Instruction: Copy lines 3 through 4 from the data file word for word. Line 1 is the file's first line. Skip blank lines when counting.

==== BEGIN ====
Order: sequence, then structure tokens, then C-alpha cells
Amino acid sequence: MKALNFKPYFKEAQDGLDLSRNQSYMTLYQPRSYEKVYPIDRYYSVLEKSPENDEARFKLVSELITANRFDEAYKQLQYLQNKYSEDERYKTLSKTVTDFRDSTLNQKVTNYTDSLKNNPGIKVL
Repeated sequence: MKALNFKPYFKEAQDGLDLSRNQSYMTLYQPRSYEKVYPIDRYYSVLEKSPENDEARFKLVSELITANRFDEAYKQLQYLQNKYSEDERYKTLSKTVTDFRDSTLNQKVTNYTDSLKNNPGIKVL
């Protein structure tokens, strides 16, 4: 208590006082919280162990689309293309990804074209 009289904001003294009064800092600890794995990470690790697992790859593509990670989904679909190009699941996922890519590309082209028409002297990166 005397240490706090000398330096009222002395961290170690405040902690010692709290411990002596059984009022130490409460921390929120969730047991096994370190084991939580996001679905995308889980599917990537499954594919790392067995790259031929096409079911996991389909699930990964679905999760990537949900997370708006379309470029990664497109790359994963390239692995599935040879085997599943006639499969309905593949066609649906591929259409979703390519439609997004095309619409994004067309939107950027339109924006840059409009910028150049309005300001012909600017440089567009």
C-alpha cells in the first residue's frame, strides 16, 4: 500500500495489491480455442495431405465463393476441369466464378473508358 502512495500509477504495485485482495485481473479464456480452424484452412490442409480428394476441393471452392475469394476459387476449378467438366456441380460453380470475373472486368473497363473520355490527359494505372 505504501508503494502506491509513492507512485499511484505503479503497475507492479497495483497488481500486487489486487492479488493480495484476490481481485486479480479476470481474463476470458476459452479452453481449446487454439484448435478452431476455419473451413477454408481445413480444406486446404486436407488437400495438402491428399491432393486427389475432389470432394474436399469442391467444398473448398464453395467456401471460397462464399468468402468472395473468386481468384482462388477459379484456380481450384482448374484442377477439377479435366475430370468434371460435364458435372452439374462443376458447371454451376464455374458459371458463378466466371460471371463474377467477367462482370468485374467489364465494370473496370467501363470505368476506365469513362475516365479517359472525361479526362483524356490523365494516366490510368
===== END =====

Repeated sequence: MKALNFKPYFKEAQDGLDLSRNQSYMTLYQPRSYEKVYPIDRYYSVLEKSPENDEARFKLVSELITANRFDEAYKQLQYLQNKYSEDERYKTLSKTVTDFRDSTLNQKVTNYTDSLKNNPGIKVL
């Protein structure tokens, strides 16, 4: 208590006082919280162990689309293309990804074209 009289904001003294009064800092600890794995990470690790697992790859593509990670989904679909190009699941996922890519590309082209028409002297990166 005397240490706090000398330096009222002395961290170690405040902690010692709290411990002596059984009022130490409460921390929120969730047991096994370190084991939580996001679905995308889980599917990537499954594919790392067995790259031929096409079911996991389909699930990964679905999760990537949900997370708006379309470029990664497109790359994963390239692995599935040879085997599943006639499969309905593949066609649906591929259409979703390519439609997004095309619409994004067309939107950027339109924006840059409009910028150049309005300001012909600017440089567009």